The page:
A credit score is a number that helps lenders evaluate a person's credit report and estimate his or her credit risk. The most common credit score is the FICO score, named after software developer Fair Isaac and Corporation. A person's FICO scores are provided to lenders by the three major credit reporting agencies – Experian, TransUnion and Equifax – to help lenders evaluate the risks of extending credit or loaning money to people. (To learn more about credit ratings, read: The Importance Of Your Credit Rating.)

TUTORIAL: Credit And Debt Management: Repairing Credit

A person's credit score affects his or her ability to qualify for different types of credit and varying interest rates. A person with a high credit score may qualify for a 30 year fixed-rate mortgage with 3.8% annual percentage rate (APR). On a $300,000 loan, the monthly payment would be $1,398. Conversely, a person with a low credit score, assuming he or she qualifies for the same $300,000 mortgage, may pay 5.39% on the loan, with a corresponding monthly payment of $1,683. That's an additional $285 per month, or $102,600 over the life of the mortgage, for the person with a lower credit score.

Unfortunately, we don't start with a clean slate as far as credit scores are concerned. Individuals have to earn their good numbers, and it takes time. Even when all other factors remain the same, a person who is younger will likely have a lower credit score than an older person. That's because the length of a credit history accounts for 15% of the credit score. Young people can be at a disadvantage simply because they do not have the depth or length of credit history as older consumers.

Factors That Affect Credit Scores
Five factors are included and weighted to calculate a person's FICO credit score:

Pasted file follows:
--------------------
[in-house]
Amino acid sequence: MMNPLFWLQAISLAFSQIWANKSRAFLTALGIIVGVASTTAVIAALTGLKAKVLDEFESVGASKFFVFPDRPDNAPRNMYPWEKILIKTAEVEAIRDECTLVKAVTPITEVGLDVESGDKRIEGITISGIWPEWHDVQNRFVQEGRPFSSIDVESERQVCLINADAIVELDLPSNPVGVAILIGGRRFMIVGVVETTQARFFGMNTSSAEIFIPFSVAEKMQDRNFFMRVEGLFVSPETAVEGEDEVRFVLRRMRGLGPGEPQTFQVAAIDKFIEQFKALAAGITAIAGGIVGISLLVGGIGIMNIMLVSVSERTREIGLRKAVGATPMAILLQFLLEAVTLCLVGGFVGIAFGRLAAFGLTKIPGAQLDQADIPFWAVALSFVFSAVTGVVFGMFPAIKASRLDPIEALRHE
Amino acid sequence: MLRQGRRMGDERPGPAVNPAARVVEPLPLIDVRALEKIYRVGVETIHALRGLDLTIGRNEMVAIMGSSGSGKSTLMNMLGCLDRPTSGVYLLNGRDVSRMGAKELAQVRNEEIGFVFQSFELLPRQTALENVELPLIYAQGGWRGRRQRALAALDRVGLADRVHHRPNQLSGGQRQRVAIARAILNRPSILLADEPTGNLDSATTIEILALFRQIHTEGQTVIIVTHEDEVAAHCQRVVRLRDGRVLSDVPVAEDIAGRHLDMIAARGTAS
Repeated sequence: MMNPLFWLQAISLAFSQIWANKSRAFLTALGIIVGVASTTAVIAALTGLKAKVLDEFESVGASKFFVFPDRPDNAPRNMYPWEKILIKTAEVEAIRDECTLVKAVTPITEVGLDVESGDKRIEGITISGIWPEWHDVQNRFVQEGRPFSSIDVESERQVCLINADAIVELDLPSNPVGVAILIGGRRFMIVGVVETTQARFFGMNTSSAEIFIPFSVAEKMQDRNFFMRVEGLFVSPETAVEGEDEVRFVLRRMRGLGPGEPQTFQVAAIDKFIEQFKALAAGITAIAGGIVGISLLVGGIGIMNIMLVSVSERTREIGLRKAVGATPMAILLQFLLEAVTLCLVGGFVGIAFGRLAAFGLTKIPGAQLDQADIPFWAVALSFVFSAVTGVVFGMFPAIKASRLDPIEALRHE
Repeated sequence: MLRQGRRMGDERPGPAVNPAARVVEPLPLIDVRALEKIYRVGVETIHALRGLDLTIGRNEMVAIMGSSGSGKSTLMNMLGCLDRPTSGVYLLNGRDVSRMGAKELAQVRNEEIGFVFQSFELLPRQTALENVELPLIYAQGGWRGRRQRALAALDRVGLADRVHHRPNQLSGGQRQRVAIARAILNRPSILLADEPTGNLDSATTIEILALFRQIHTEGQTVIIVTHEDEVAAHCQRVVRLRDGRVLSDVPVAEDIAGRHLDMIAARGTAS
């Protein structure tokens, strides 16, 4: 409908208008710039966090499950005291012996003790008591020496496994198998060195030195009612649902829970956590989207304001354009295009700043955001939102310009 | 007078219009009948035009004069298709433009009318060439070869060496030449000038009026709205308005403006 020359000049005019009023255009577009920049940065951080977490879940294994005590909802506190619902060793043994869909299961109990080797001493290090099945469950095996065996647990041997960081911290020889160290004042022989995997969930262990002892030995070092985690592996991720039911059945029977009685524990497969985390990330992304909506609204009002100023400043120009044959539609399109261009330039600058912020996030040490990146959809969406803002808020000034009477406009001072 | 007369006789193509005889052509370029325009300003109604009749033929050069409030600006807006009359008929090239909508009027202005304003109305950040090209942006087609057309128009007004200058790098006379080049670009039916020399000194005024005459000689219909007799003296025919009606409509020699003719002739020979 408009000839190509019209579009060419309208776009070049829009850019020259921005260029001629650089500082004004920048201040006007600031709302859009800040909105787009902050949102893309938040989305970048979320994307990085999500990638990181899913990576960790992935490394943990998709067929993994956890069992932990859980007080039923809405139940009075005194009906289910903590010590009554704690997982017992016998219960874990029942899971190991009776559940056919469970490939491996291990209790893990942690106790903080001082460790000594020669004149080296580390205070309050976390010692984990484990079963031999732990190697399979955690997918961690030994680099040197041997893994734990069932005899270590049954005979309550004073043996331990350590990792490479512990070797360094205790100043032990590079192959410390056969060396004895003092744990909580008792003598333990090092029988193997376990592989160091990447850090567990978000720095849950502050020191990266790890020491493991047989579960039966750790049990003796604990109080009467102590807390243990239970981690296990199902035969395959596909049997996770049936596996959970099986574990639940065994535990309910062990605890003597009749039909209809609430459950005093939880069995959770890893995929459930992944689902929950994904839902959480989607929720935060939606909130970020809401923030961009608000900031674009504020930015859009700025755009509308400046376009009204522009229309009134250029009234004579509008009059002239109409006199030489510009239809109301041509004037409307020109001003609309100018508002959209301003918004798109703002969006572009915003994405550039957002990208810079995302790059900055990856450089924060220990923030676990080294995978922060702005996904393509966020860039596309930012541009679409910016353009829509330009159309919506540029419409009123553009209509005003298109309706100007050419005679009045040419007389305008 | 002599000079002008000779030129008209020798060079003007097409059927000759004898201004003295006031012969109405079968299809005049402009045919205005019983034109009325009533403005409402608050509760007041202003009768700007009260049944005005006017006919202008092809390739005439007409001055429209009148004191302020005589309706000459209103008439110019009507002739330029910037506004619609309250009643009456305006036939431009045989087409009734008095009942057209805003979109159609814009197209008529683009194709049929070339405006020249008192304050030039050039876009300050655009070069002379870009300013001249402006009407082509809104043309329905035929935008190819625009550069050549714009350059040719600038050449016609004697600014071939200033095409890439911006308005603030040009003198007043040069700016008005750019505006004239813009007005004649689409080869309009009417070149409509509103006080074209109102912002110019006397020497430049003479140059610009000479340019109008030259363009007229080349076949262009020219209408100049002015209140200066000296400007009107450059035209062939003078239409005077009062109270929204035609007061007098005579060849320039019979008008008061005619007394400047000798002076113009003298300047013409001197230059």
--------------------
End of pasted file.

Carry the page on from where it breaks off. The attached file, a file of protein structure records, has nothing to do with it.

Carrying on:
• 35%: payment history
  • 30%: amounts owed
  • 15%: length of credit history
  • 10%: new credit and recently opened accounts
  • 10%: types of credit in use

It is important to note that FICO scores do not take age into consideration, but they do weight the length of credit history. Even though younger people may be at a disadvantage, it is possible for people with short histories to get favorable scores depending on the rest of the credit report. Newer accounts, for example, will lower the average account age, which in turn could lower the credit score. FICO likes to see established accounts. Young people with several years worth of credit accounts and no new accounts that would lower the average account age can score higher than young people with too many accounts, or those who have recently opened an account. (For additional reading, check out: How Can I Improve My Credit Score? )

Average Credit Scores by Age
FICO scores range from a low of 300 to a high of 850 – a perfect credit score which is achieved by only 1% of consumers. Generally, a very good credit score is one that is 720 or higher.

This score will qualify a person for the best interest rates possible on a mortgage and most favorable terms on other lines of credit. If scores fall between 580 and 720, financing for certain loans can often be secured, but with interest rates rising as the credit scores fall. People with credit scores below 580 may have trouble finding any type of legitimate credit.

Based on data compiled by Credit Karma, there is a correlation between age and average credit scores, with scores rising along with age. According to their data, the average credit score by age is as follows:

Age Credit Score
18-24 638
25-34 652
35-44 659
45-54 685
55+ 724

Keep in mind, these are averages based on limited sampling of data, and many individuals' credit scores will be above or below these averages for a variety of reasons. A twenty-something, for example, could have a credit score above 800 by making careful credit decisions and paying bills on time. Likewise, a person in his or her 50s could have a very low credit score because he or she took on too much debt and made late payments. The FICO credit scores take all five factors into consideration.

The Bottom Line
The Experian National Credit Index study helps explain how the behavior of certain age groups can affect average credit scores. The study found that people in the 18-39 age group had the greatest number of late payments during the previous 12 months; that the 40-59 age group held the greatest amount of debt; and the 60+ age group had the lowest average credit utilization (used the least amount of credit that was available to them).